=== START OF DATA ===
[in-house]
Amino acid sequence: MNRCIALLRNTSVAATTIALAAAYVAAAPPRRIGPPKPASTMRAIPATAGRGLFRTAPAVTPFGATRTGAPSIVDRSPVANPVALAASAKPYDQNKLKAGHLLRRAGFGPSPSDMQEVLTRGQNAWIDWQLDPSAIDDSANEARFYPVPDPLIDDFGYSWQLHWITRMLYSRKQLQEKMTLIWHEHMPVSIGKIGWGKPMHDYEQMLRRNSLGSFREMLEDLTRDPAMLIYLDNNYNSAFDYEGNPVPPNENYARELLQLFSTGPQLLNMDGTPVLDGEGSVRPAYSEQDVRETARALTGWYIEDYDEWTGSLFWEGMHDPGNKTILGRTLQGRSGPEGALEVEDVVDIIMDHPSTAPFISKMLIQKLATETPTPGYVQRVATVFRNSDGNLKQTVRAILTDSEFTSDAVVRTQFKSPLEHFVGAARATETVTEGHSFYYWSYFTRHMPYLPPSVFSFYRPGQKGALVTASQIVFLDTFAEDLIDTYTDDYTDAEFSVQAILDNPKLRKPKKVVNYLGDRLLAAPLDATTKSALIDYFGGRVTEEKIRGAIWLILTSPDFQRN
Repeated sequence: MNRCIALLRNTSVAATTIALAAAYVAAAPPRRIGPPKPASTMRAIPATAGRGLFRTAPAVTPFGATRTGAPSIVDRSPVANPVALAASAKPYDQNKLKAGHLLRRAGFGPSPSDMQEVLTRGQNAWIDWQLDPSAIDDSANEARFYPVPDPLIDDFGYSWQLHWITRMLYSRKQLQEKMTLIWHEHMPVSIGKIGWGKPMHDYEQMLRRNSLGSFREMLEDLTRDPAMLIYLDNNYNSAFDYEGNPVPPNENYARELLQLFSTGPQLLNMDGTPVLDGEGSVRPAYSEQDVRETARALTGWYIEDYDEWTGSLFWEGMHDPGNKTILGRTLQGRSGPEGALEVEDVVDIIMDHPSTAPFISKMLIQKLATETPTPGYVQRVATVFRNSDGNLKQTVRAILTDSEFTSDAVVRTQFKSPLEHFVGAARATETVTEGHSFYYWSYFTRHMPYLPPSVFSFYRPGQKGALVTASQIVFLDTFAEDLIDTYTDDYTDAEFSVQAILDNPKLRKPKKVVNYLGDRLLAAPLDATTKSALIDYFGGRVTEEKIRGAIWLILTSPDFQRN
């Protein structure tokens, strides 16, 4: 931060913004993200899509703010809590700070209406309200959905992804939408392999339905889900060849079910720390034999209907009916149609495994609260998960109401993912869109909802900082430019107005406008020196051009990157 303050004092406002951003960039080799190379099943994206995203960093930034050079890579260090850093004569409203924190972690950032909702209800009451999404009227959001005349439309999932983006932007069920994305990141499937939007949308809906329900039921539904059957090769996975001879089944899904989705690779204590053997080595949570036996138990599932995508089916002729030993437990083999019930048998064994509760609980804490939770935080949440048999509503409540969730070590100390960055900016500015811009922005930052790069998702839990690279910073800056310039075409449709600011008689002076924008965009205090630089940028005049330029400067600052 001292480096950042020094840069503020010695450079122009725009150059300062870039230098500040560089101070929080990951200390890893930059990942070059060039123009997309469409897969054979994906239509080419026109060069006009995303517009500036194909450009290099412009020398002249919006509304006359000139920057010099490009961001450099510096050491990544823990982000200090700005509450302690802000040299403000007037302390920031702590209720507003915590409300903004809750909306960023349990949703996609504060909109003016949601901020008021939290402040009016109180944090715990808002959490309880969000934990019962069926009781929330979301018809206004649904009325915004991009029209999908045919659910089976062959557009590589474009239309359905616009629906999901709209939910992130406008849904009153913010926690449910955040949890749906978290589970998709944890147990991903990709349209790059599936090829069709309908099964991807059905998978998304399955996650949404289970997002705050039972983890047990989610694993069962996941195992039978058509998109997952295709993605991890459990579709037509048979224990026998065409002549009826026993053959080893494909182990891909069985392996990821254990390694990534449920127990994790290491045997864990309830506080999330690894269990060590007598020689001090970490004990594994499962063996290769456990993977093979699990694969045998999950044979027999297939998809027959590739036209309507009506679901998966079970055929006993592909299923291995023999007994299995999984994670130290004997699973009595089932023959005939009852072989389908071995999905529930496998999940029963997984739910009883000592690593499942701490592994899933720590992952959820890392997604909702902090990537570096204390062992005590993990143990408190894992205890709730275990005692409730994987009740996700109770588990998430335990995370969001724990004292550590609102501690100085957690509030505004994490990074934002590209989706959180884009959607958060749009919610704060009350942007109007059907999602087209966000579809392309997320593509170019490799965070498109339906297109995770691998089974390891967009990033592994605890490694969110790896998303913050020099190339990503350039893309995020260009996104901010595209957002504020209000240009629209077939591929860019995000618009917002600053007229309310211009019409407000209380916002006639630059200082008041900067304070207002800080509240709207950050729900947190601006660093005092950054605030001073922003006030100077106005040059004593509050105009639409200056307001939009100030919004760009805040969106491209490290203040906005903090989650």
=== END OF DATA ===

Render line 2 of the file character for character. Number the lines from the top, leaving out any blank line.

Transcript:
Amino acid sequence: MNRCIALLRNTSVAATTIALAAAYVAAAPPRRIGPPKPASTMRAIPATAGRGLFRTAPAVTPFGATRTGAPSIVDRSPVANPVALAASAKPYDQNKLKAGHLLRRAGFGPSPSDMQEVLTRGQNAWIDWQLDPSAIDDSANEARFYPVPDPLIDDFGYSWQLHWITRMLYSRKQLQEKMTLIWHEHMPVSIGKIGWGKPMHDYEQMLRRNSLGSFREMLEDLTRDPAMLIYLDNNYNSAFDYEGNPVPPNENYARELLQLFSTGPQLLNMDGTPVLDGEGSVRPAYSEQDVRETARALTGWYIEDYDEWTGSLFWEGMHDPGNKTILGRTLQGRSGPEGALEVEDVVDIIMDHPSTAPFISKMLIQKLATETPTPGYVQRVATVFRNSDGNLKQTVRAILTDSEFTSDAVVRTQFKSPLEHFVGAARATETVTEGHSFYYWSYFTRHMPYLPPSVFSFYRPGQKGALVTASQIVFLDTFAEDLIDTYTDDYTDAEFSVQAILDNPKLRKPKKVVNYLGDRLLAAPLDATTKSALIDYFGGRVTEEKIRGAIWLILTSPDFQRN